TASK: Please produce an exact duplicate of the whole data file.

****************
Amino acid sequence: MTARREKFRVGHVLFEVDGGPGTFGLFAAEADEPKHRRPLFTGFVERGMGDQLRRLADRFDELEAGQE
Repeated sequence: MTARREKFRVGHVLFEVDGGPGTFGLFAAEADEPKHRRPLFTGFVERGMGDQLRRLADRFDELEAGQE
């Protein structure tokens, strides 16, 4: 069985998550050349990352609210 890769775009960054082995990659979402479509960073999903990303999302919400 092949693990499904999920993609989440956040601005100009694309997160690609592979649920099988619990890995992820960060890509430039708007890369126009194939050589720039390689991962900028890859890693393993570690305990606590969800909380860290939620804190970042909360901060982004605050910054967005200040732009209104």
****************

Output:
Amino acid sequence: MTARREKFRVGHVLFEVDGGPGTFGLFAAEADEPKHRRPLFTGFVERGMGDQLRRLADRFDELEAGQE
Repeated sequence: MTARREKFRVGHVLFEVDGGPGTFGLFAAEADEPKHRRPLFTGFVERGMGDQLRRLADRFDELEAGQE
């Protein structure tokens, strides 16, 4: 069985998550050349990352609210 890769775009960054082995990659979402479509960073999903990303999302919400 092949693990499904999920993609989440956040601005100009694309997160690609592979649920099988619990890995992820960060890509430039708007890369126009194939050589720039390689991962900028890859890693393993570690305990606590969800909380860290939620804190970042909360901060982004605050910054967005200040732009209104």